As blue-green algae congregate in Central Marine in Stuart, the manager awaits cleanup efforts.
“I think we have to try," Mary Radabaugh said.
The marina was considered ground zero during the algae crisis of 2016. Radabaugh said the wind is pushing algae back in once again.
"Yesterday we started getting some of the big cake-like pieces that you're seeing in here today, so a lot of what's in here has actually gone out," Radabaugh said. “Unfortunately when that tide turns and comes back we may be in a really bad situation.”
Martin County started sucking up algae out of the St. Lucie River Friday with a vacuum system that directs algae into a 500-gallon tank on a boat that will then be transported to the wastewater treatment plant. AECOM is operating the algae cleanup efforts after Martin County secured at $700,000 grant from FDEP.
Radabaugh said the county has contacted her to help clean up what's building up in Central Marine.
"I think that it's a temporary solution," Radabaugh said. "It's something that alleviates the immediate uncomfortableness that the citizens and businesses are experiencing, but it is in no way a way to battle the situation of what we have going on."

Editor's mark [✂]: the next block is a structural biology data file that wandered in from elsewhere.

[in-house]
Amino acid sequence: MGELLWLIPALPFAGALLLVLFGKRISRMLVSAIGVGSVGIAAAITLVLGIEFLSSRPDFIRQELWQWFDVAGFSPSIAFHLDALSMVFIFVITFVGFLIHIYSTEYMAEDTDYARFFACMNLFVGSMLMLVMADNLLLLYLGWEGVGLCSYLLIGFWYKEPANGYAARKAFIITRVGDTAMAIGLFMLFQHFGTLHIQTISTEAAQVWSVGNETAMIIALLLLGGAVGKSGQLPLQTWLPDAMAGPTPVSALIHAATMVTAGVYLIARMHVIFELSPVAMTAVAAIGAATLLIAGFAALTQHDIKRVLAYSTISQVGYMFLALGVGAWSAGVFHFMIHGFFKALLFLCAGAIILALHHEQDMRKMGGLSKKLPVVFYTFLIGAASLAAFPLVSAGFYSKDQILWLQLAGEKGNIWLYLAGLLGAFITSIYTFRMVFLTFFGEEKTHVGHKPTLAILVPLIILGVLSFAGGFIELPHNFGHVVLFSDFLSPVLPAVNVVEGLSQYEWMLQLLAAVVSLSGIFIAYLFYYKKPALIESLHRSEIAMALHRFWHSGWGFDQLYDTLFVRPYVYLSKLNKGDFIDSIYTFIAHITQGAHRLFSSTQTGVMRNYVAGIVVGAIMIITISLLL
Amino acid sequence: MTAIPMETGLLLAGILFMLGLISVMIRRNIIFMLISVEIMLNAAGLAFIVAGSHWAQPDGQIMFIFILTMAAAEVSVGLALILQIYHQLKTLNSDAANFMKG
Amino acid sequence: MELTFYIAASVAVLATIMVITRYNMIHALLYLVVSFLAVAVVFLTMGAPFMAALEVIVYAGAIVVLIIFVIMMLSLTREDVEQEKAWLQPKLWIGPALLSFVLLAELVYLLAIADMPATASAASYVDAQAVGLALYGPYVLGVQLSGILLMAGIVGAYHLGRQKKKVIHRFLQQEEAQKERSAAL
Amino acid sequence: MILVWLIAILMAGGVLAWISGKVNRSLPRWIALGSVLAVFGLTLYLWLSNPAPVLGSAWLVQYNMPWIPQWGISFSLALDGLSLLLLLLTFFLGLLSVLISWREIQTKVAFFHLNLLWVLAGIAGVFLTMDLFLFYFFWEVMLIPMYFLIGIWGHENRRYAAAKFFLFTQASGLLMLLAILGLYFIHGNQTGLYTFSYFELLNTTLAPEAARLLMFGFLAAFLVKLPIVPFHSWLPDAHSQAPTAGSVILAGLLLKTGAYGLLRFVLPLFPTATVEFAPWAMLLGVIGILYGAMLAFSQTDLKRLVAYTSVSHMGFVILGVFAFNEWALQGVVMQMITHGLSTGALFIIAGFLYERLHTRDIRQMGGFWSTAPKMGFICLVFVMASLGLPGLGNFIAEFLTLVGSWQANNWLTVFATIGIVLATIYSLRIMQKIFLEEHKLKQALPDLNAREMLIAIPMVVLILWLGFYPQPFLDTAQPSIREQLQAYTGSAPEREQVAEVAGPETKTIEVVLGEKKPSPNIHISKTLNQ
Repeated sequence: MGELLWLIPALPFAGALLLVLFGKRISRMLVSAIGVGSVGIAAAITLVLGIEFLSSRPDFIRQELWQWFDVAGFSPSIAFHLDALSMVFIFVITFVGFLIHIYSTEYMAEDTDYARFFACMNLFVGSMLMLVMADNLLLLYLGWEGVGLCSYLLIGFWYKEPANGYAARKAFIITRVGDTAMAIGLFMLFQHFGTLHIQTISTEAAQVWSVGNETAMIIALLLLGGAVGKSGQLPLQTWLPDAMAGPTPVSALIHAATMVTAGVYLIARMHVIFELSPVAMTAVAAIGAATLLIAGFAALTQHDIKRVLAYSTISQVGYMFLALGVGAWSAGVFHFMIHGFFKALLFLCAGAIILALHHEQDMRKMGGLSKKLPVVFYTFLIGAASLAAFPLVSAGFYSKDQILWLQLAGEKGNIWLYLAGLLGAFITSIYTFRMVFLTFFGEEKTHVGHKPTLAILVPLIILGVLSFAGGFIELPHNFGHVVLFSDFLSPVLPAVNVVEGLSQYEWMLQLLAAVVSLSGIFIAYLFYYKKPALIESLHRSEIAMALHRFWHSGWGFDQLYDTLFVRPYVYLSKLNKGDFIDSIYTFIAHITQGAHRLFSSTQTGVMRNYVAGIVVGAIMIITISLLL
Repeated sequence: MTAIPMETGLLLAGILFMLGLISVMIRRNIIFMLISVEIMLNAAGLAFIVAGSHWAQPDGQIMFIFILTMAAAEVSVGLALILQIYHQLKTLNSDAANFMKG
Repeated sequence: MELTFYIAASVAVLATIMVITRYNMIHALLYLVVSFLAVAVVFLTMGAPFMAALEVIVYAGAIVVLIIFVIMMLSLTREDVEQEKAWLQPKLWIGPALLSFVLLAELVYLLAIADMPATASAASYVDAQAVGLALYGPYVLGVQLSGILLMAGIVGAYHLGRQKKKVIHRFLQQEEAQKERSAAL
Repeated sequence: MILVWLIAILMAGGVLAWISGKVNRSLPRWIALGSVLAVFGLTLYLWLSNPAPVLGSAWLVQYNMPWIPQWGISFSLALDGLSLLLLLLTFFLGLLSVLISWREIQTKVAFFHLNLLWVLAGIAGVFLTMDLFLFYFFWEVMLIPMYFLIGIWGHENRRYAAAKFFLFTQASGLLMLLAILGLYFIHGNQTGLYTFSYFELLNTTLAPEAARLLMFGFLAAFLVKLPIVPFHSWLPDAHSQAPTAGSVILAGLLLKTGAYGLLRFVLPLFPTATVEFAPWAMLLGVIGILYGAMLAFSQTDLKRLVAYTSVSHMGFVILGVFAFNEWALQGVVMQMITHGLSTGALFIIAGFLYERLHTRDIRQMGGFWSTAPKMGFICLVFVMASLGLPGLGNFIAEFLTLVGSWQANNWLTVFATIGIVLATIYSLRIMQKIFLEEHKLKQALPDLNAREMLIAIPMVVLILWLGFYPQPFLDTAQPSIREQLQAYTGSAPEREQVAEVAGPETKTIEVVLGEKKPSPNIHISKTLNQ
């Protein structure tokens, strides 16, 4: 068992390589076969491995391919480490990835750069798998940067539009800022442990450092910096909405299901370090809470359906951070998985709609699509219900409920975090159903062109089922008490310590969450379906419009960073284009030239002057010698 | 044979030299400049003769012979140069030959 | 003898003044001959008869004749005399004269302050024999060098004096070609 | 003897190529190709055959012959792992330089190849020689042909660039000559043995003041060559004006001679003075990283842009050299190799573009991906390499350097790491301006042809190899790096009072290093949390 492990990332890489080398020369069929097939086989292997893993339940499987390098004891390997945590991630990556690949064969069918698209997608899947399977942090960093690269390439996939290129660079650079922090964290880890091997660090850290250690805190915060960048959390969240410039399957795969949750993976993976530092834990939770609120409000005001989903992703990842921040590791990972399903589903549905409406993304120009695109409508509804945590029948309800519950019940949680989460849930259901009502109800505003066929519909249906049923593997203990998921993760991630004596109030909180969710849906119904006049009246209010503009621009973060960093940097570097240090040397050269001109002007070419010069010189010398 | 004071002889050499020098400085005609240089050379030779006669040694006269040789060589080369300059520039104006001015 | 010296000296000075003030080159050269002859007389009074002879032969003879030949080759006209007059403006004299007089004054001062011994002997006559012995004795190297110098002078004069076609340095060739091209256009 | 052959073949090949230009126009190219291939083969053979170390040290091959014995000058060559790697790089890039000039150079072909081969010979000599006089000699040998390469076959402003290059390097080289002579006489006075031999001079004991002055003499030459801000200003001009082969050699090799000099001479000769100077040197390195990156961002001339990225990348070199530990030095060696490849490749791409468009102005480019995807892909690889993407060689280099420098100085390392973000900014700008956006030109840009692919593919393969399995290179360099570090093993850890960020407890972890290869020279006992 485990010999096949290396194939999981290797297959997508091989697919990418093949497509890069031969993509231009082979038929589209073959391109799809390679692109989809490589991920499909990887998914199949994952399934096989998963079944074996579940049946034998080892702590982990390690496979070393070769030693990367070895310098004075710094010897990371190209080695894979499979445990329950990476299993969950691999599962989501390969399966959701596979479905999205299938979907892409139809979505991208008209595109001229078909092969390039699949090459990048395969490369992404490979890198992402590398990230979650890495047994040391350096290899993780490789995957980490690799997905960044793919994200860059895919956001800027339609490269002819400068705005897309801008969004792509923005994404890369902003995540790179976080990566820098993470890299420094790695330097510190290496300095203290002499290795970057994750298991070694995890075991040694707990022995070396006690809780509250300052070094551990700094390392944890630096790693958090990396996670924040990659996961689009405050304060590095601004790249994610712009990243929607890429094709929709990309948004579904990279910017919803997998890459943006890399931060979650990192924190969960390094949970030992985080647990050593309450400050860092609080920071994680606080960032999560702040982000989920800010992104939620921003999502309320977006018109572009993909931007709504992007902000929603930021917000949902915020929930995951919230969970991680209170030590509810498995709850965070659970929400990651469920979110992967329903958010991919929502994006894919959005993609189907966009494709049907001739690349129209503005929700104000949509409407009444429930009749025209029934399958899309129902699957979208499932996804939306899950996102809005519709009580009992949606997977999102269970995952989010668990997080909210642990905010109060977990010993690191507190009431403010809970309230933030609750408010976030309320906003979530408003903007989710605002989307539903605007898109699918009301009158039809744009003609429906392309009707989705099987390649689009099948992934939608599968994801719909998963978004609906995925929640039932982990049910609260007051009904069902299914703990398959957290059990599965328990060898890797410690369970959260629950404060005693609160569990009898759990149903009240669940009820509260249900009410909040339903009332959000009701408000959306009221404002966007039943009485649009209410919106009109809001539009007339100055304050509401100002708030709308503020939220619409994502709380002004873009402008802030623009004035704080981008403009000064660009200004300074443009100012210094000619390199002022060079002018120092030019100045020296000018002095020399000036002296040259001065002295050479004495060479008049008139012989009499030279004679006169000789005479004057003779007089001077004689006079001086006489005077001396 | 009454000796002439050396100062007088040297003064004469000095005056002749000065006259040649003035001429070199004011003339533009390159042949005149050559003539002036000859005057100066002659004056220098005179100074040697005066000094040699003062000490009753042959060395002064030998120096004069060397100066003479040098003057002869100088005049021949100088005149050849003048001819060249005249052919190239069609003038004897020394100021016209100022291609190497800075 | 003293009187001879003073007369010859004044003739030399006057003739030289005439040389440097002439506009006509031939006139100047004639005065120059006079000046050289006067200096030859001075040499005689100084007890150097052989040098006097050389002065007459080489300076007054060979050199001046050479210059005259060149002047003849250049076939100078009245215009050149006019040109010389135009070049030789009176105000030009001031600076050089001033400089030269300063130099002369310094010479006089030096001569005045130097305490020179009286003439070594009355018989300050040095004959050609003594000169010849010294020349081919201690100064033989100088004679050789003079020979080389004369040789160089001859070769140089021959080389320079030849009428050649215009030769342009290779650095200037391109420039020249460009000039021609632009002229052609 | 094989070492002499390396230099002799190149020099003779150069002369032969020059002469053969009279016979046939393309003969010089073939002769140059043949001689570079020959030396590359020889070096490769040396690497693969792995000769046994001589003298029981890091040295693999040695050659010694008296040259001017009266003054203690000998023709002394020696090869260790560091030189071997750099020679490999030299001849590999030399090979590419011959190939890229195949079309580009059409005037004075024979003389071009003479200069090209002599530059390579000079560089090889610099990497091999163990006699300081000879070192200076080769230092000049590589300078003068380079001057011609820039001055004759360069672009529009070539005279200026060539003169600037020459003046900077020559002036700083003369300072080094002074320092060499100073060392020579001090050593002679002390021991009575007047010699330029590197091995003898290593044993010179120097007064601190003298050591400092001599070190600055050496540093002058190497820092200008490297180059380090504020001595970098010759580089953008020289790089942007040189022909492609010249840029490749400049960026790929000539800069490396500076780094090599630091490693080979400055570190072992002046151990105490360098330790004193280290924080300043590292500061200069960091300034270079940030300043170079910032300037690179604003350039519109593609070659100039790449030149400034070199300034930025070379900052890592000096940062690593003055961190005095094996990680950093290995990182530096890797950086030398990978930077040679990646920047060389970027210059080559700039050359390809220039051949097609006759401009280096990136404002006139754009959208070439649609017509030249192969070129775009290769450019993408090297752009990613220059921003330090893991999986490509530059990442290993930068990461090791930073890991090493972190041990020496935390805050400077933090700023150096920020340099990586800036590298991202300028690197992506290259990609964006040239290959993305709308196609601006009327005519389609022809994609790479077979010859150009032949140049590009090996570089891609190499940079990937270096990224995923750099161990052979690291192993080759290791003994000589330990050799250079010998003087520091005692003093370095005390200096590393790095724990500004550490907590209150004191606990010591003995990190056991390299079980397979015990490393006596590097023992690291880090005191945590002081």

Water quality activists looked on as AECOM demonstrated the vacuum system at a news conference Thursday.
“It’s like taking a shot glass out of a five-gallon bucket," said Kenny Hinkle Jr., Indian Riverkeeper president.
Algae is showing up in various areas of the St. Lucie River right now. Hinkle found it floating in the water at Sandsprit Park Friday.
“If we don’t stop the source then we’ll be cleaning up forever," he said.
While people are demanding something be done, a vacuum for cleanup isn’t what Hinkle is counting on.
"It’s another band-aid solution," he said.
Radabaugh knows that too. She'd rather see the money spent to provide a permanent fix, but she needs relief from what's currently building up in Central Marine.
"Our other option is to do nothing," she said. "I would rather try than do nothing.”